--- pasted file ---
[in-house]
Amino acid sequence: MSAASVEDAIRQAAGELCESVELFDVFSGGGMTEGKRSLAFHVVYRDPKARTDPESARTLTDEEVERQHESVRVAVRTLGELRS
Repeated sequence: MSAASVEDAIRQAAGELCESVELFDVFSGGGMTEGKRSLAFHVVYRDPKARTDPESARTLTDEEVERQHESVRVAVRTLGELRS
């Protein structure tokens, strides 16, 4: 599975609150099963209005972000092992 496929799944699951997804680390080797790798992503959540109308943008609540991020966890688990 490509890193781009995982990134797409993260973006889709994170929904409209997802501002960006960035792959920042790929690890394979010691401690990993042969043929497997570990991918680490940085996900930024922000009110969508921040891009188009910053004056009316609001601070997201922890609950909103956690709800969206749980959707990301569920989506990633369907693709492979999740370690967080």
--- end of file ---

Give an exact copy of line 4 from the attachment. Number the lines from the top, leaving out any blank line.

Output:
């Protein structure tokens, strides 16, 4: 599975609150099963209005972000092992 496929799944699951997804680390080797790798992503959540109308943008609540991020966890688990 490509890193781009995982990134797409993260973006889709994170929904409209997802501002960006960035792959920042790929690890394979010691401690990993042969043929497997570990991918680490940085996900930024922000009110969508921040891009188009910053004056009316609001601070997201922890609950909103956690709800969206749980959707990301569920989506990633369907693709492979999740370690967080």